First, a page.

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Industry urges Berlin to rethink subsidy-free wind auctions


03 Aug 2023 05:51




03 Aug 2023 05:51

(Montel) Germany’s move to largely eliminate subsidies in auctions for some offshore wind power farms is prompting backlash from industry, which says the policy could scupper needed investment in the sector.

The new bidding system works with a two-step approach. If several companies offer to build offshore capacity without governmental financial support, they must outcompete each other in a bidding process to win the right to develop the location.

That is what happened last month when BP and TotalEnergies split the rights to develop 7 GW in offshore wind capacity, the largest such auction in Germany to date and the first under the new system. The tender brings EUR 12.6bn into German state coffers.

Under the new system, which only applies to auctions of sites not pre-developed by the government, Berlin will use 90% of the profits to fund grid connection costs, with the rest earmarked for maritime biodiversity and environmentally friendly fishing programmes.

Germany’s approach is not unique, but carries weight because of its outsized economic role, its plans to massively expand wind power operations and the need to keep power flowing to its industrial sector.

By comparison, the US, the world’s biggest economy, is spending hundreds of billions on subsidies for green technologies.

Forgone investments?
WindEurope, a Brussels-based lobby for the sector, reckons the German government windfall will come at the cost of future investment.

“These costs must be passed on. Either to the supply chain which is already struggling with inflation and surging input costs. Or to the consumers who already face higher electricity prices and costs of living,” it said in a recent statement.

Companies that failed to make winning bids said the price was simply too high.

“The current auction design for non pre-developed sites is not focused on qualitative criteria. The only criterion to secure access to the site is the willingness of the bidder to pay,” said EnBW, a German utility that made a bid in the latest auction.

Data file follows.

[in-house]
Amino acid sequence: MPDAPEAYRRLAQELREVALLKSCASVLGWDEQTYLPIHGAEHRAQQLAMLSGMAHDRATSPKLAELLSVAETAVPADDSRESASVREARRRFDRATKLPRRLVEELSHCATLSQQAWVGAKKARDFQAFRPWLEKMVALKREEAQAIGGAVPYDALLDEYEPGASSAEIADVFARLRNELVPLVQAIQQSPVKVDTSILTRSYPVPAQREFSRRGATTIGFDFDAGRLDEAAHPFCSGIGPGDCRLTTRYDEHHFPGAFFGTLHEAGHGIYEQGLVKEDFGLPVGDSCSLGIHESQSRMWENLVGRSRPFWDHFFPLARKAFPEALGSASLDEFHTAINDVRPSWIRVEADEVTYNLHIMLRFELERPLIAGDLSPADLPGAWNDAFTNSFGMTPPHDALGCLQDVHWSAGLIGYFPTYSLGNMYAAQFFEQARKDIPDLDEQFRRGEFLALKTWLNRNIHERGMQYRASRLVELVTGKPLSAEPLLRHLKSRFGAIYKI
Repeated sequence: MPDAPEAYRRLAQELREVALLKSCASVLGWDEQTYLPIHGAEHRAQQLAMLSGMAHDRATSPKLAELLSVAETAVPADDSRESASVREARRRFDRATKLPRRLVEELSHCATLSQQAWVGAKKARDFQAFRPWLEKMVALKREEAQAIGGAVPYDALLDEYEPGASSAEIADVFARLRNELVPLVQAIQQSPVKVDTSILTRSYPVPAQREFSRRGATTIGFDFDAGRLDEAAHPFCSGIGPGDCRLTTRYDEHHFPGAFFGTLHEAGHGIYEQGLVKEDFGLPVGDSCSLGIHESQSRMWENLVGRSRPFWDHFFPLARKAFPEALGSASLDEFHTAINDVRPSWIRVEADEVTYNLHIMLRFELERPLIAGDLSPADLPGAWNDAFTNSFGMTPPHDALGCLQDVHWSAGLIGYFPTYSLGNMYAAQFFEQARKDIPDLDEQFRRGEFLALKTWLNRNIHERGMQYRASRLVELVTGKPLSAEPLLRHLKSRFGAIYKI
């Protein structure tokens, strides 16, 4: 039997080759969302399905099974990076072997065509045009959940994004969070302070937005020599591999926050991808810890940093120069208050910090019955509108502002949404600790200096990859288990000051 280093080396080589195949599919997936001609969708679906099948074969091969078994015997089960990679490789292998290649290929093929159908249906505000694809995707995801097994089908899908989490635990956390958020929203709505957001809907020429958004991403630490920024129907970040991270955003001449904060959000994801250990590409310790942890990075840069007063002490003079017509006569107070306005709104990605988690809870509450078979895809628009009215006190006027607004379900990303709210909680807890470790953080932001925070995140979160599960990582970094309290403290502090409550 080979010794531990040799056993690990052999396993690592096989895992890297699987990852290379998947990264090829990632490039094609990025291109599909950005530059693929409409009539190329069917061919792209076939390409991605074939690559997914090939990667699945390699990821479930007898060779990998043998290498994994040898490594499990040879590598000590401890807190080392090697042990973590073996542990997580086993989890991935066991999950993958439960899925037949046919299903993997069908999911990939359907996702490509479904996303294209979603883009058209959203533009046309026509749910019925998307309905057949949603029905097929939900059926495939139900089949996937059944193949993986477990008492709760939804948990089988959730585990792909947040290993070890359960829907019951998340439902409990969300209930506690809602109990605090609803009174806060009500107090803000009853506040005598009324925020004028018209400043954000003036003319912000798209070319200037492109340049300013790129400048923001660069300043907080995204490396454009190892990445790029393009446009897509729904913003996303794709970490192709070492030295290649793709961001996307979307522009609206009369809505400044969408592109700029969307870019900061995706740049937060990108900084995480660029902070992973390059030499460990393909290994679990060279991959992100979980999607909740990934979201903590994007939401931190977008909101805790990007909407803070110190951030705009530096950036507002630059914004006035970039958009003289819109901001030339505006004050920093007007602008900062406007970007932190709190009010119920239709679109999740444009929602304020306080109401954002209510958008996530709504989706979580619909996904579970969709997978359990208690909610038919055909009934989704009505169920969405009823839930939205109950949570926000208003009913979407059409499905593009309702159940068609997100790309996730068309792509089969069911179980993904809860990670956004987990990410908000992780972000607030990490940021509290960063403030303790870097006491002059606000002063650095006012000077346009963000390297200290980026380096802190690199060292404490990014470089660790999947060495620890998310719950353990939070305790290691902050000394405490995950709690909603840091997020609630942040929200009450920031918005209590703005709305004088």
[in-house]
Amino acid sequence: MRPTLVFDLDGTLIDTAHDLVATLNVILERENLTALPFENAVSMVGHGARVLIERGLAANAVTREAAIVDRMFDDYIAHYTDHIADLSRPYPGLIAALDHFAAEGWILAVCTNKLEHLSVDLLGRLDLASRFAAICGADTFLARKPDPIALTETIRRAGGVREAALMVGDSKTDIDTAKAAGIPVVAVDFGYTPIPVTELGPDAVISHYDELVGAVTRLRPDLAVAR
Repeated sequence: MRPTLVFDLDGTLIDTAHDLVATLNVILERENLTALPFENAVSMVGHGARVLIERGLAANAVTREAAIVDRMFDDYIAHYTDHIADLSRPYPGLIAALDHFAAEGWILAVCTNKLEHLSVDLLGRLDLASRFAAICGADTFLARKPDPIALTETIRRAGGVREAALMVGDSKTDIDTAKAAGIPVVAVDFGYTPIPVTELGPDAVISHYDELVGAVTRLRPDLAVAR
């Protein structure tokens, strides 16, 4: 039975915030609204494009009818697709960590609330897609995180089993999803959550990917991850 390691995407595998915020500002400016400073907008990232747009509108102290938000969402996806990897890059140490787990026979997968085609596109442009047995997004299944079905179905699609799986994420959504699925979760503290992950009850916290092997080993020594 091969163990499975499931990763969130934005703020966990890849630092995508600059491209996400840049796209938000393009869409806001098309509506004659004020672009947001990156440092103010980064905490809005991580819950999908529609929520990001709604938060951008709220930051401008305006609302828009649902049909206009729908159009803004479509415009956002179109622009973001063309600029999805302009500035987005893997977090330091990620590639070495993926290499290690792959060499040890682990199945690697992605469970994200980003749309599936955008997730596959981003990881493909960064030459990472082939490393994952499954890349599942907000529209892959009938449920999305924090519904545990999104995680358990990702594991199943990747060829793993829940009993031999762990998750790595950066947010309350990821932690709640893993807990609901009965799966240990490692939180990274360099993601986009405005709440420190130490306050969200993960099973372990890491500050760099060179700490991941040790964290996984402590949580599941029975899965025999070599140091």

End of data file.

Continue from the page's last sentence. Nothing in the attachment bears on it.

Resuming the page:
It argued the government should also focus on making sure bids were won by a variety of investors, in the interest of competition.

Dominik Huebler, a director at economic consultancy Nera, told Montel that other countries use similar models, but said he has concerns the scope of Germany’s wind power goals might not mesh with a system that requires payment to the government, diverting money that could be used for reinvestment into research or new projects.

Germany aims to nearly quadruple its offshore wind power capacity to 30 GW by 2030, with a further goal of reaching 70 GW by 2045.

The wrong focus?
The focus on price might cause potential bidders with promising techniques to get overlooked or not even bid in the first place, Huebler said. He said he would prefer a system that put more emphasis on qualitative factors, such as making use of new technology or implementing new procedures.

Allocating proceeds from a bid, primarily to household customers, might work well politically, he said, but if it slows down investment in innovative new technology in the longer term, it could hurt German industry, which is already nervous about its power supply following more than a year of above-normal prices.

Huebler said the government’s goal of subsidising energy-intensive industry seems out of step with the current auction scheme. “That money you’ve extracted on behalf of the household customer can no longer go to the industrial customer as part of PPA negotiations.”

Outside of the tender scheme, companies can secure power purchase agreements in advance to raise funds for new renewable energy projects, as is often the case with onshore wind and solar power farms spreading across Europe.

The economy ministry says there are no plans to rework the law. Huebler fears that Berlin will eventually be forced to change the law, but only after a winning bidder abandons a site because it does not have the money for investment.

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